Monday, October 25, 2010

No More NICE by 2013?

Any drug developer who showed up at the Royal Society of Medicine in London this morning could have been forgiven for thinking Christmas has come early. By 2013, NICE probably won't be doing cost-effectiveness analyses of individual drugs anymore, according to Lord Howe, Parliamentary Under Secretary of State in the Department of Health.

Speaking at the joint ABPI/BIA conference entitled "Our Vision for a New Decade" (where a few other worthy initiatives were announced), Howe declared that those highly visible, and controversial, opinions delivered by NICE on whether a particular new medicine should be reimbursed by the UK National Health Service "will probably be somewhat redundant" in a few years' time.

Don't get too excited: it's not that cost-effectiveness assessments are going away. It's just that, according to Howe's plan, by then the UK will have a spanking new value-based pricing system which will see a drug's value assessed and quantified during pricing discussions. That system will replace the current PPRS (Pharmaceutical Price Regulation Scheme, which caps companies' profits rather than drug prices directly) which expires at the end of 2013.

According to Howe, the new set-up will see "the price of a drug reflecting everybody's agreed perspective on the value it provides". We were unable to establish exactly who 'everybody' is, and how they might 'agree' on such a matter. But despite scant details, it appears that companies may in future discuss value with pricing authorities directly rather than have NICE--usually post hoc--impose its judgment on a drug's cost-effectiveness.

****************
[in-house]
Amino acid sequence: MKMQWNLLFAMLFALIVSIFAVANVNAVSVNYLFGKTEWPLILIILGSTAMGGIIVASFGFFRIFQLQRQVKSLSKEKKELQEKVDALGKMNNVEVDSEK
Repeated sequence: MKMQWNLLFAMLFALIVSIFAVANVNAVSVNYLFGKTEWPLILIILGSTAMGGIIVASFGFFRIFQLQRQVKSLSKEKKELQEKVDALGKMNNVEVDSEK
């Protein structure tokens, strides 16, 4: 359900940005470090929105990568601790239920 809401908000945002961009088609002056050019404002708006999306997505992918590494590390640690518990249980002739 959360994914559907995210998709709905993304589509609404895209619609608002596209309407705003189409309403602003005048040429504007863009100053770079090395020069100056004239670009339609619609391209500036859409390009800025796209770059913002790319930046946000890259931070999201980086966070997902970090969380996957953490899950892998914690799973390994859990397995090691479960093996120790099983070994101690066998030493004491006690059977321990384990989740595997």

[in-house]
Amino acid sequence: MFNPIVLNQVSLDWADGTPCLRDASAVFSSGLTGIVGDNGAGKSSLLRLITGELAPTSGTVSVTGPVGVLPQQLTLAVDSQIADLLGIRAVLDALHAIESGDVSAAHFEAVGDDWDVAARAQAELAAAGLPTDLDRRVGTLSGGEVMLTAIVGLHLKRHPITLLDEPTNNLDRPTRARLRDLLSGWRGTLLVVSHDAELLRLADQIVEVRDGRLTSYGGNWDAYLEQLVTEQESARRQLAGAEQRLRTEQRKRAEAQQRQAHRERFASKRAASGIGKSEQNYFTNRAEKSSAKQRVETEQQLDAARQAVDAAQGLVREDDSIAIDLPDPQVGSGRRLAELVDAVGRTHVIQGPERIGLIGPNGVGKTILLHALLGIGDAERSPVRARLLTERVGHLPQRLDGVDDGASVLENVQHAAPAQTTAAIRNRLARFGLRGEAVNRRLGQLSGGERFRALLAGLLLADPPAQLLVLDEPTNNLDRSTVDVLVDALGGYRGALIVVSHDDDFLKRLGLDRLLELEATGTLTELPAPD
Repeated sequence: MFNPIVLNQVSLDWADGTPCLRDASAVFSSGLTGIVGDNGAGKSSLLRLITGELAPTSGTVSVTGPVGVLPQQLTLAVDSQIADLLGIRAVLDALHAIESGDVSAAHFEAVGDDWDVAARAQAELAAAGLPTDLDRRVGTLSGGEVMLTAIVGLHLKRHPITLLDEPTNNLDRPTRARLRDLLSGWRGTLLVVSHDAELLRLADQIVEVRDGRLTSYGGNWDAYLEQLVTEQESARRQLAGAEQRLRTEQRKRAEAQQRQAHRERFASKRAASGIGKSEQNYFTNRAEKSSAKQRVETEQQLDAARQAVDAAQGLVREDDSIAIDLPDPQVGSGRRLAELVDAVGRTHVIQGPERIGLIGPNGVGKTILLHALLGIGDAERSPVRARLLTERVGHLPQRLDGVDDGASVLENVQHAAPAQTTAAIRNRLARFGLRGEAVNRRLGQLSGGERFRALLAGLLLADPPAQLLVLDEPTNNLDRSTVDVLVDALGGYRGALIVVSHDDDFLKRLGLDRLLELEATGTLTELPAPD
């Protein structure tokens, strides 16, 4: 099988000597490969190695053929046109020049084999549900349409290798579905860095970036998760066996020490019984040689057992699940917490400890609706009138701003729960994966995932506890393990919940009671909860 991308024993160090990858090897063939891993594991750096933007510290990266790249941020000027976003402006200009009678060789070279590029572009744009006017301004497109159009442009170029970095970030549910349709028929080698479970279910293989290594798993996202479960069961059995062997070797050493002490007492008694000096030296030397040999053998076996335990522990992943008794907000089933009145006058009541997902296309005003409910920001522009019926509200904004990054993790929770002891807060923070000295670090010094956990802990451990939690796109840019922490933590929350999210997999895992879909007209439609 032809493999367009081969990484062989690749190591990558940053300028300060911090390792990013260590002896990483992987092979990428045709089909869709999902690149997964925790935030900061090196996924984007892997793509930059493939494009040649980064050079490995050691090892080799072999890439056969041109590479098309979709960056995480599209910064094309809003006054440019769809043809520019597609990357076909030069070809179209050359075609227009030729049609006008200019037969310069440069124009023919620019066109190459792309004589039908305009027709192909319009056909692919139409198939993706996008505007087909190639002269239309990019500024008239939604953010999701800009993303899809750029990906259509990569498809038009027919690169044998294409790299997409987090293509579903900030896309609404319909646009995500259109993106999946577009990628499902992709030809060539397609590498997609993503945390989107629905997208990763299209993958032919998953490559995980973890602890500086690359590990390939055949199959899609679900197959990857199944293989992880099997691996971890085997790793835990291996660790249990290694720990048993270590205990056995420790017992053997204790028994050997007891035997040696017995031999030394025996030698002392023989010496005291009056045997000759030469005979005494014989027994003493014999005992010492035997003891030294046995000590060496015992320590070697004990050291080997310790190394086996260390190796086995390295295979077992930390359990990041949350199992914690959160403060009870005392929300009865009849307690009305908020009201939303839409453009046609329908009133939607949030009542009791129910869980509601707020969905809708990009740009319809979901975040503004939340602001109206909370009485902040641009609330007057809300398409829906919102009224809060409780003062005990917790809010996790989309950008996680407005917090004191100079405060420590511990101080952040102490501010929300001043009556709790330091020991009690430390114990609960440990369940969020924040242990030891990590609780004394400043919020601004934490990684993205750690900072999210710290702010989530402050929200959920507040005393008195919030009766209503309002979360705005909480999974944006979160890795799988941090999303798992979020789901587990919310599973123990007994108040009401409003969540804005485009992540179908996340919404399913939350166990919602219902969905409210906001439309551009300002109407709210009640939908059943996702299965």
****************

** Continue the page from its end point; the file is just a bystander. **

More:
So it's not quite Christmas. But it seems the industry associations have done a good job lobbying for greater influence in pricing and value decisions, and for NICE's teeth to be blunted somewhat. (Perhaps the writing was on the wall in 2009 after Sir Ian Kennedy published his report on NICE's methodologies.) Plus a system wherein value is discussed at the same time as pricing is, arguably, simpler, and "anything that's simpler is better," says Roch Doliveux, CEO of UCB and a significant investor in the UK (largely courtesy of the 2004 Celltech acquisition).

No-one will admit outright that NICE is about to take a back-seat in cost-effectiveness decisions. Universities and Science Minister David Willetts was quick to refute that there will be a "lesser" role for NICE, saying instead it would be a "changing role". A more "advisory" role. NICE will move away from single technology assessments (drug assessments) towards setting quality standards more broadly for public health and for care within the NHS, including in social care.

Here's the Department of Health's summary of where NICE will fit in:
"We respect the expert independence of NICE, and believe that it must be allowed to continue to issue guidance free from political interference. However, we believe that there are fundamental failings within the wider system for drug pricing and access. We are determined to address this and are clear that NICE plays a vital advisory role."
Vital its advisory role in establishing a new drug pricing system may be, but a NICE focused on setting quality standards for public health will certainly be less controversial than in its existing form. And less powerful. Today, a NICE decision can--and quite often does--shatter a drug's commercial prospects in the UK. That power looks uncertain post-2013.

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